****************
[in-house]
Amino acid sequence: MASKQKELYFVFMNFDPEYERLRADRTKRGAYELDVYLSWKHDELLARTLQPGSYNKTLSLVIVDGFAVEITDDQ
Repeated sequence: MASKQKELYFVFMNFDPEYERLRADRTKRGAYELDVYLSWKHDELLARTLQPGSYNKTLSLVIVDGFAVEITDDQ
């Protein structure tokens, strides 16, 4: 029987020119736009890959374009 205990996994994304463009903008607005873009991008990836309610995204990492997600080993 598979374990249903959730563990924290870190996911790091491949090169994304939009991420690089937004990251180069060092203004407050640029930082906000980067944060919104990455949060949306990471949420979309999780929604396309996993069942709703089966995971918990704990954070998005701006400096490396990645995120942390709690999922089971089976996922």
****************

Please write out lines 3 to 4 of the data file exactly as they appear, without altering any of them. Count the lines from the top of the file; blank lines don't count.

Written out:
Repeated sequence: MASKQKELYFVFMNFDPEYERLRADRTKRGAYELDVYLSWKHDELLARTLQPGSYNKTLSLVIVDGFAVEITDDQ
């Protein structure tokens, strides 16, 4: 029987020119736009890959374009 205990996994994304463009903008607005873009991008990836309610995204990492997600080993 598979374990249903959730563990924290870190996911790091491949090169994304939009991420690089937004990251180069060092203004407050640029930082906000980067944060919104990455949060949306990471949420979309999780929604396309996993069942709703089966995971918990704990954070998005701006400096490396990645995120942390709690999922089971089976996922």